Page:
ASHBURN, Va. (AP) — Last weekend, Washington Redskins coach Mike Shanahan held a news conference at an unusual day and time: Saturday at 9 a.m.
It was an exercise in fulfilling a technicality, virtually useless from a news standpoint. Any and all updates for the next day's game against the St. Louis Rams had been given the previous afternoon when the coach addressed reporters after practice.
Shanahan was holding court solely because the NFL requires coaches to speak a certain number of times per week. He declined to do so on Tuesday following the Monday night loss at Dallas a few days earlier. Never mind that the NFL's media rules explicitly suggest that he do so. Never mind that every Redskins coach in recent decades — including Hall of Fame inductee Joe Gibbs — never had trouble finding a few minutes after a Monday night road game to help feed the public's insatiable appetite for the latest up-to-date word on the nation's most popular sport.
Instead, Shanahan called the league office and begged off.
"I've got to do the best thing for the organization," Shanahan said. "And the best thing for the organization for me to do when you get back at 5 o'clock in the morning when we have no sleep is to get ready for the next day. So I think I owe it to our football team, our organization, to spend the whole day, 24 hours, getting the game plan ready for that Wednesday."
Shanahan's different in lots of ways. A week earlier, just before a game against the despised Dallas Cowboys, a television reporter asked the coach if he had a special message for the fans. It's a standard question before a rivalry game, and Redskins coaches usually take that softball and hit it out of the park.
Shanahan was almost speechless.
"To who? What fans?" he said, before being asked again if he had a message to convey to the team's supporters. "No, hopefully they'll enjoy it. And hopefully we can make our fans happy."
Actually, that's one of the few times this season Shanahan has been caught off guard. Everyone expected life at Redskins Park to be take a sharp turn when he arrived a year ago, but it's taken him a year to get his hands firmly on the steering wheel. There were episodes that spiraled beyond even his controlling grasp during his first season, most having to do with Albert Haynesworth and Donovan McNabb.
This year, he is in control beyond any doubt. He's got the roster pretty much the way he wants it. He's got the coaching staff on the same page. He's visibly much more relaxed. And, of course, it helps that his team is defying expectations with a 3-1 start headed into this weekend's bye.
"I think you're always more relaxed in your second year," Shanahan said. "I think, first year, you have so many things going on — with evaluating personnel, and you're evaluating coaches, you're evaluating your support staff, and you're getting ready for a football season."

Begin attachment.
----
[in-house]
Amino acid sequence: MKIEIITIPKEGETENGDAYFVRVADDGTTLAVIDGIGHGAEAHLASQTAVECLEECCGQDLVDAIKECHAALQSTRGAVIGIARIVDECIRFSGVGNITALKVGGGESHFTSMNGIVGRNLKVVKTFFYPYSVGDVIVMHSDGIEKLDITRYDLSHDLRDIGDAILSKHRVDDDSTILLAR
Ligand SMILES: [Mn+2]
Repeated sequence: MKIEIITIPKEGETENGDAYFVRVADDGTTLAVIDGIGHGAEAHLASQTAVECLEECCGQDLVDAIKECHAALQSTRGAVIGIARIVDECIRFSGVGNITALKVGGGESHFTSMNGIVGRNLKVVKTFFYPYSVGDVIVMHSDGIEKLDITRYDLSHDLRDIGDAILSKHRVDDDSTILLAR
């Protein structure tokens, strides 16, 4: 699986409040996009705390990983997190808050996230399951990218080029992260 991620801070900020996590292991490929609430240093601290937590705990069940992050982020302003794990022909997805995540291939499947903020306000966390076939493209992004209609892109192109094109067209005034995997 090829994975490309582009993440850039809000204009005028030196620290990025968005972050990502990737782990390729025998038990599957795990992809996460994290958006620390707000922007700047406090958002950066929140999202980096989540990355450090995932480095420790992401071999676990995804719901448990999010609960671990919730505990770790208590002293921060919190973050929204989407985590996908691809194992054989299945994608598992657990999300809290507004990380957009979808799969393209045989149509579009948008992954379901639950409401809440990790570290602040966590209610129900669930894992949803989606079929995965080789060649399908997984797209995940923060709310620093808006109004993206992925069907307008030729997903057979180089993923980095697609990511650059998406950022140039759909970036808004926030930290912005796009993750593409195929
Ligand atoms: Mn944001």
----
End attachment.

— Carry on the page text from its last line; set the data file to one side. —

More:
It shows in the way Shanahan banters with reporters. His answers about players' injuries have become notoriously repetitive and uninformative, to the point that when someone asked for an injury update a few days ago, he laughed and said: "Aw, you guys know — I never tell you the truth anyhow."
Like any good politician, he skirts around questions he doesn't like and sticks to his message. Ask him about a particular interception, and he'll talk about another one instead. And don't dare challenge him with a premise or an assertion without the facts to back it up. You know how golfers can amazingly recite the exact yardage and club for every shot over 18 holes? That's Shanahan with a play-by-play.
"First run we had a plus-6. Second run we had a plus-5. We had first-and-goal from the 1; we put it in the end zone," he said, rattling off a sequence from the Cowboys game as if it were his ABCs.
He offhandedly said earlier this season that he could remember all of the plays from the loss to Houston a year ago. Can that really be so?
"Usually the games you lose, you can remember most of them — if not all of them," he said.
Shanahan also went into detail about a replay review that caused the time to be changed from 1:23 to 1:39 when the Redskins were about to about to close out a one-point win over Arizona in Week 2. Those 16 seconds were key: Given the number of timeouts the Cardinals had remaining, the coach immediately knew he couldn't run out the clock with kneel-downs.
"Those are scenarios you go through 100 times in your mind," he said.
But those final seconds of a game can get frantic. Does he have an assistant coach in the booth upstairs assigned to help with clock management?
Shanahan chuckled. Of course he doesn't. He runs the game himself.
"If I can't do that," he said, "then I'm really in trouble."
It's a curious note that Shanahan's record (9-11) is worse than predecessor Jim Zorn's (10-10) at the 20-game mark of his Redskins tenure. But Zorn's time in Washington was marred by confusion and disorder, although much of it had to do with the front office structure at the time.
Shanahan is not into confusion. He's won two Super Bowls, so he knows what he's doing. And things will be done his way, even if means holding a news conference that competes with Saturday morning cartoons.
That's no guarantee of success, but it certainly makes things more orderly, and it helps push the recent troubled Redskins seasons appear more distant in the rearview mirror.
"What's happened in the past really doesn't relate to what you are right now," Shanahan said. "If you think you're in the past, you are in the past. This is a new team; we've got a lot of new football players. We do have some players that were here before, but the players that are here are obviously hand-picked for this type of offense, defense and special teams and the type of people that they are. Hopefully, we can create our own identity, and hopefully it will be positive."